Flooding jeopardizes AgCenter occupancy

Committee tables aerial spraying for mosquitoes

Steve Bandy
Rayne Acadian-Tribune

CROWLEY – U.S. Department of Agriculture employees will move back into the AgCenter on Cherokee Road if the flood damage is repaired, but only until the lease is up on Dec. 21, 2018.
Lexie Pitre, contracting officer for USDA, told the police jury’s Building and Grounds Committee Tuesday night that General Services Administration (GSA) rules put into effect in 2008 mandate that federal entities cannot enter into long-term contracts for any property that is located with a 100-year flood zone.
Acadia’s AgCenter on Cherokee Road is in such a zone, as proven by the mid-August flooding event that devastated Acadia and Acadiana.
Since that flood, employees have been temporarily relocated.
“If you decide to remediate the building, we will move back in until our lease is up,” Pitre said, adding that USDA “will not be paying rent for the time we are not in your space.”
She explained that the only way a long-term lease could be entered into would be in the event there is no practical alternative.
“But we’ve ruled that out. There are other practical alternatives,” Pitre said.
Pitre explained that USDA wants the jury to understand the long-term aspects “before you make any decision about how you renovate (the AgCenter) space.”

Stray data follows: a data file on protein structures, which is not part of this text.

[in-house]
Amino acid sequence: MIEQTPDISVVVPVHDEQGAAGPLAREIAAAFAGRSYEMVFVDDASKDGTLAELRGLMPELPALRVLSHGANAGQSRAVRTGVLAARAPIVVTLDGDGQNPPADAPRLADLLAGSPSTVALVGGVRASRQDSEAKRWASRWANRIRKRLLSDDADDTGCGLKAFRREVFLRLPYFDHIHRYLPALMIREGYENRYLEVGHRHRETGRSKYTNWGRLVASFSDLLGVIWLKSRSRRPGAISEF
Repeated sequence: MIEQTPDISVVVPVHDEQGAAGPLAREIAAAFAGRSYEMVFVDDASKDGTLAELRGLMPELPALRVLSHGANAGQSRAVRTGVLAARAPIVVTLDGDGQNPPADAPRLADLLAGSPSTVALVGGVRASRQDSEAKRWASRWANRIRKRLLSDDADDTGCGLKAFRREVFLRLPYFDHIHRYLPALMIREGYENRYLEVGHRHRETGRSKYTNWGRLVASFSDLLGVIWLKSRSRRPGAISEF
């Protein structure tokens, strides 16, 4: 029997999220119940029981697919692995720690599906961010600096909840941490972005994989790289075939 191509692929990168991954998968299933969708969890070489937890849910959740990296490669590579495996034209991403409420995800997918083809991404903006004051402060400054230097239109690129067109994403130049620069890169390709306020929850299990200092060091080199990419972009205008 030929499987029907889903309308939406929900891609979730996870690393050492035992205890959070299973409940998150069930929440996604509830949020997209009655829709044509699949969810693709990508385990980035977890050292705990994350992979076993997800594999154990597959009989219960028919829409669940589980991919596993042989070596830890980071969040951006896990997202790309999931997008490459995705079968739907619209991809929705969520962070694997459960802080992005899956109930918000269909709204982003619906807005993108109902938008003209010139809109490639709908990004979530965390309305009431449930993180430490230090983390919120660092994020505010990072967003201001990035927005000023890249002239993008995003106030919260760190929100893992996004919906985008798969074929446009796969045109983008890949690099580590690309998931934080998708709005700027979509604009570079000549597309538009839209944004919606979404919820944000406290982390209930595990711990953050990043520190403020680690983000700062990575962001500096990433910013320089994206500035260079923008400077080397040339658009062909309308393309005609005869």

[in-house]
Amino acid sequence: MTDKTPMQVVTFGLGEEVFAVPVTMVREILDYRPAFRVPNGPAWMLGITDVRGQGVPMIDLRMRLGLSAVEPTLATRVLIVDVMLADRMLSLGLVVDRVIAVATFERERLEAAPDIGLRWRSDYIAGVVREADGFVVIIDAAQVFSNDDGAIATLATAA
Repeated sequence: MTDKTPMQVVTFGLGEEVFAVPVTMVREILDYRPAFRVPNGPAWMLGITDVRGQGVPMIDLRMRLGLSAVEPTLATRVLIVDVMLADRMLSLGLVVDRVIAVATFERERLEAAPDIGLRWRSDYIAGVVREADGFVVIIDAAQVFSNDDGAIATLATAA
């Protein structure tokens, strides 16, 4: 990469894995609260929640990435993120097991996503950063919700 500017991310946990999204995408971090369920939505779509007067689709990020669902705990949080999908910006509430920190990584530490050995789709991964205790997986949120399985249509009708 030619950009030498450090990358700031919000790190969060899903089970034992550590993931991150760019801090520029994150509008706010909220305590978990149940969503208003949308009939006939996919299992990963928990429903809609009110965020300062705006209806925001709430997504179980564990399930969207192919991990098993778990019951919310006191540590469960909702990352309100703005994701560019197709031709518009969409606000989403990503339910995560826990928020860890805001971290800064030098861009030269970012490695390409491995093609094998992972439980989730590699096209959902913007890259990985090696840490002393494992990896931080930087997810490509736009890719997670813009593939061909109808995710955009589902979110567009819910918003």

The committee took no action.
The Mosquito Control Committee tabled plans for aerial spraying in the parish after hearing Glenn Stokes, president of Mosquito Control Contractors, Inc., explain that a number of parish crawfish farmers were opting out of the plan.
Though the chemical to be used has been approved by the state Department of Health and “has been used in Louisiana for over 40 years,” some farmers feared it would harm their crop.
David Savoy, police jury president and a crawfish farmer himself, was one of the farmers that opted out of the program.
“We’ve never had, in the crawfish world, the situation we have right now,” he said. “The ground is wet and the crawfish are right there.
“With all the weather and prices being down, crawfish farmers are counting on this crop for survival.”
Jurors agreed to hold off on aerial spraying for the time being.